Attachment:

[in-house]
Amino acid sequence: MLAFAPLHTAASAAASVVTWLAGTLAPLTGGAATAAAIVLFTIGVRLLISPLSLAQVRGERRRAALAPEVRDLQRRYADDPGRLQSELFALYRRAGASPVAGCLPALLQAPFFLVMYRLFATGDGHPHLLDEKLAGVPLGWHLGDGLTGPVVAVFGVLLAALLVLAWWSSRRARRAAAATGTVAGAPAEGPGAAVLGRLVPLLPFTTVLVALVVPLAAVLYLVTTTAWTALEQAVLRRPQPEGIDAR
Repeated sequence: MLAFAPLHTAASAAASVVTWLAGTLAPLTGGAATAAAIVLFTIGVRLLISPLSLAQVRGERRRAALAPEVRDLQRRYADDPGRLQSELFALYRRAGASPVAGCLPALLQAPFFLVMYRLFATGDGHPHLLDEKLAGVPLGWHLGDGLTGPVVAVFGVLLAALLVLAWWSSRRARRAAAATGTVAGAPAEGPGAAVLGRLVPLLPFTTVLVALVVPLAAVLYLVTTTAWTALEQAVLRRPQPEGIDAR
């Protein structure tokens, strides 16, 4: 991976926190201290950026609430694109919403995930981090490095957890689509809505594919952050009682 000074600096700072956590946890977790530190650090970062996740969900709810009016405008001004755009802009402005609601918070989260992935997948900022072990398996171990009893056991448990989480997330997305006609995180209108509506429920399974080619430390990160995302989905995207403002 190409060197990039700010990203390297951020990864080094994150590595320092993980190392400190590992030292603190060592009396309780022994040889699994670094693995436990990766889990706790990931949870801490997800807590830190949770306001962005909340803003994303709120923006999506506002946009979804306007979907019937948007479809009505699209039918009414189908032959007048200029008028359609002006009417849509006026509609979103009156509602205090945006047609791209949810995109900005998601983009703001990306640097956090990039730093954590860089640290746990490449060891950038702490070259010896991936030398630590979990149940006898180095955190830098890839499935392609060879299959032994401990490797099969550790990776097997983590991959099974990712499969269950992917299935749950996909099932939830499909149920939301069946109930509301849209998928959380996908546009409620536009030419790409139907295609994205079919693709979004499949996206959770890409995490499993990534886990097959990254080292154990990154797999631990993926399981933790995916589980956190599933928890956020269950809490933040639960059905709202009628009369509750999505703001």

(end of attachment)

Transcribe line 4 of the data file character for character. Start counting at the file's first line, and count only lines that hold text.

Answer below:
């Protein structure tokens, strides 16, 4: 991976926190201290950026609430694109919403995930981090490095957890689509809505594919952050009682 000074600096700072956590946890977790530190650090970062996740969900709810009016405008001004755009802009402005609601918070989260992935997948900022072990398996171990009893056991448990989480997330997305006609995180209108509506429920399974080619430390990160995302989905995207403002 190409060197990039700010990203390297951020990864080094994150590595320092993980190392400190590992030292603190060592009396309780022994040889699994670094693995436990990766889990706790990931949870801490997800807590830190949770306001962005909340803003994303709120923006999506506002946009979804306007979907019937948007479809009505699209039918009414189908032959007048200029008028359609002006009417849509006026509609979103009156509602205090945006047609791209949810995109900005998601983009703001990306640097956090990039730093954590860089640290746990490449060891950038702490070259010896991936030398630590979990149940006898180095955190830098890839499935392609060879299959032994401990490797099969550790990776097997983590991959099974990712499969269950992917299935749950996909099932939830499909149920939301069946109930509301849209998928959380996908546009409620536009030419790409139907295609994205079919693709979004499949996206959770890409995490499993990534886990097959990254080292154990990154797999631990993926399981933790995916589980956190599933928890956020269950809490933040639960059905709202009628009369509750999505703001």